Cultural holiday in Alentejo, Portugal’s

Portugal has long been a favourite destination for British travellers. We love the food, we love the sunshine and we love the beaches. We also love the thrifty travel deals. But if you’re feeling a tad ‘been there, done that’ about Lisbon or the Algarve, we have a relatively undiscovered spot to recommend to you: the Alentejo region. Often referred to as ‘Europe’s best-kept secret,’ this spectacular area in the south-west is blessed with jaw-droppingly gorgeous coastline, gloriously expresive landscapes and is positively dripping in historical goodies just waiting for you to explore them. It’s also the most depopulated region in the country – making it the best place to go in Portugal if you’re craving a bit of isolation and serenity. So hang onto your sun hats history buffs, and get ready for the short break of a lifetime!

Évora, the region’s capital
With a rich history dating back over two millennia, Évora has recently been ranked as the second-most ‘liveable’ city in Portugal and is a lovely place to visit for a few days. Stroll around the well-preserved old town, noting the medieval walls. Wander through Giraldo Square. There are several sites to visit – the glorious Cathedral of Evora is one of the most important gothic monuments in the entire country. Saint Francis Church, with its mixed Gothic-Manueline styles, is well worth seeing for it’s beautiful Baroque chapels, one of which, Capela dos Ossos, is totally covered in human bones! If you like palaces, you’re spoilt for choice. Check out the former residence of Vasco da Gama. This palace is stunning – make sure to see the Renaissance murals. There’s also the Palace of the Dukes of Cadaval, parts of which date back to a castle that was burnt down in 1384, and the Palace of the Counts of Basto with it’s vibrant combination of architectural styles. Then there’s the Roman Temple, dating back to the 1st century! It’s thought that it was dedicated to the Cult of Emperor Augustus. The city’s most famous landmark and one of a kind in the country. Stay at the Pousada Vale do Gaio, who have rooms from £89.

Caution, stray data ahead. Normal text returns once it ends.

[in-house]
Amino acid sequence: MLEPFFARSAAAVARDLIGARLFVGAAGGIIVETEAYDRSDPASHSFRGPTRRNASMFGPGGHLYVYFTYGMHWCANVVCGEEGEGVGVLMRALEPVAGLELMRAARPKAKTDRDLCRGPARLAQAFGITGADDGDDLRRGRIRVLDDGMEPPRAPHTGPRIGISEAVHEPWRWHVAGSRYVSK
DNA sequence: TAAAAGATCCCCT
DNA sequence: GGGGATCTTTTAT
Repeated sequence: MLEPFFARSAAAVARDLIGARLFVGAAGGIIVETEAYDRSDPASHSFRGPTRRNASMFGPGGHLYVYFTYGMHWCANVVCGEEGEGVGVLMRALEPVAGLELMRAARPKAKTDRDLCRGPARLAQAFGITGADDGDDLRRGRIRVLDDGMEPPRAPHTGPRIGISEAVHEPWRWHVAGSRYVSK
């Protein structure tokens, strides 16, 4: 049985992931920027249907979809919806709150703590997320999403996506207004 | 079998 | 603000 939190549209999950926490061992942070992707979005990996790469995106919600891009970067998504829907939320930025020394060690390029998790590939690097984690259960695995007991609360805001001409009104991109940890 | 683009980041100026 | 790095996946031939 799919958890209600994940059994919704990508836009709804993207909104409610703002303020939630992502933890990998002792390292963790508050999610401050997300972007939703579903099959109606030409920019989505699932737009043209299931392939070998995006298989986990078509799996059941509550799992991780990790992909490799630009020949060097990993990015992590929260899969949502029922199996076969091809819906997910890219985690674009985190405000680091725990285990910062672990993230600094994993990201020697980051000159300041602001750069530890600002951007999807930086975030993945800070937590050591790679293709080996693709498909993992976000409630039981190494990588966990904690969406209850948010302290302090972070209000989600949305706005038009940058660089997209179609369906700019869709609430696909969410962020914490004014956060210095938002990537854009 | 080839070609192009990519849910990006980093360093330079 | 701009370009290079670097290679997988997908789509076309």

Santarém, the city of churches
Thought to have been founded by the Romans in the 2nd century, and later became an important Arab cultural centre. King Fernando the 1st loved the city so much he requested to be buried there, and now lies in the convent of St. Francis. The city centre is just gorgeous. Those with an interest in gothic churches take note: there are more in Santarem than anywhere else in Portugal. Visit the site of the Old Castle of Santarem, or thePorto do Sol, and take in the wonderful view offered from the gardens. The city’s ancient defensive tower (theTorre das Cabaças) is well worth seeing, as is the Church of Saint John of Alporão. Find the Fonte da Figueira, a wonderful 14th century fountain. Then, it’s just a question of how many churches you can visit before they all blur into one! Treat yourself and stay in Hotel Lusitano, ideal for a romantic break. Maybe reward yourself with a massage? Your legs are bound to be aching after visiting all those churches…